Dr. Habib Benzian Receives IADR Award for Research in Dental Public Health Sciences
Habib Benzian, DDS, MScDPH, PhD, research professor in the Department of Epidemiology and Health Promotion at NYU College of Dentistry, is a recipient of the Aubrey Sheiham Award for Distinguished Research in Dental Public Health Sciences from the International Association for Dental Research (IADR). The award recognizes an outstanding research paper published during 2019 in the field of dental public health.
Benzian—who is also the associate director of global health and policy for NYU Dentistry’s World Health Organization (WHO) Collaborating Center for Quality-improvement, Evidence-based Dentistry—was the co-author of the Lancet Series on Oral Health, a two-part series published in The Lancet in July 2019. Benzian was the senior author of the award-winning paper titled, “Ending the neglect of global oral health: time for radical action.” The 13 international authors of the paper call for dentistry to be integrated with overall health care, especially primary care; prioritizes prevention over high-tech, expensive treatment; and recognizes the role of the sugar industry in undermining oral health.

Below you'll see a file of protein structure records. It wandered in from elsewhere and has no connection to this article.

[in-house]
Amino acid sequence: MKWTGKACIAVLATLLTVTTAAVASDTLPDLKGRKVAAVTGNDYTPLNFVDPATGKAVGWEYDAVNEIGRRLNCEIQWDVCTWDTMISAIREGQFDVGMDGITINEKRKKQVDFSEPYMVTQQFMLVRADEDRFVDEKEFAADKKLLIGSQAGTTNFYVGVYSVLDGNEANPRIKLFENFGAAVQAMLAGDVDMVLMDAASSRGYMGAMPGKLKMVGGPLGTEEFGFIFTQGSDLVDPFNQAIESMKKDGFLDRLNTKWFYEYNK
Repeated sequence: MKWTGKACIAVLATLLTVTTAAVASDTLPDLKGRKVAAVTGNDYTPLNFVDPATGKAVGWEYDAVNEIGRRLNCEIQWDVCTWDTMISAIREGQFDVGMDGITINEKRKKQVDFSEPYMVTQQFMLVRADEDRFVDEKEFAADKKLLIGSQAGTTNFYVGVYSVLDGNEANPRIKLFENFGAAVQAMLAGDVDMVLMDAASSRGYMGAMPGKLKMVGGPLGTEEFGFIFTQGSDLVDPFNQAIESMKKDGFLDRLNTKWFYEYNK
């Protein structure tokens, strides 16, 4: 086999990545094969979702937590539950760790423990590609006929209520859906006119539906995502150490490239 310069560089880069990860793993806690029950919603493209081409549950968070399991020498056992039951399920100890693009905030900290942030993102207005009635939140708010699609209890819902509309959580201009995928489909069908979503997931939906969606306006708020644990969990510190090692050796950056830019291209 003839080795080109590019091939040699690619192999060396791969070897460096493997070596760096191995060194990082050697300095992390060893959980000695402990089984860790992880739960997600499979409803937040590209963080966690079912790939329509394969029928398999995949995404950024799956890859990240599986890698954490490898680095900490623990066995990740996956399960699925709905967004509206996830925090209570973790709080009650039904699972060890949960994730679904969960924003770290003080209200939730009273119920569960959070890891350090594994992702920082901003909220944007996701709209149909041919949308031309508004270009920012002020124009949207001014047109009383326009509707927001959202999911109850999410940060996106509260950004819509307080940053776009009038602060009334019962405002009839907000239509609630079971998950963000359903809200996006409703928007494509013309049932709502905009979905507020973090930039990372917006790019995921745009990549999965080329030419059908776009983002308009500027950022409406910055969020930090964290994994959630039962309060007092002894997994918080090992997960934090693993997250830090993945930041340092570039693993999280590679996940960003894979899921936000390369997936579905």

The paper series has led to the establishment of a Lancet Commission on Global Oral Health, in which a group of 27 commissioners will work on policy recommendations to address the unmet burden of oral disease globally. Benzian leads the working group on Global Policy and Advocacy. A report from the commission is expected by 2022.
The IADR Aubrey Sheiham Award for Distinguished Research in Dental Public Health Sciences recognizes excellence in dental public health research, including research in epidemiology, biostatistics, health services, community-based prevention or health promotion, environmental health, health economics or health policy as applied to dentistry. It is named for Aubrey Sheiham, emeritus professor of Dental Public Health at University College London, whose work is characterized by a public health imperative and recognition that most chronic diseases have risk factors in common and that health behaviors related to those risk factors are socially determined and unequally distributed.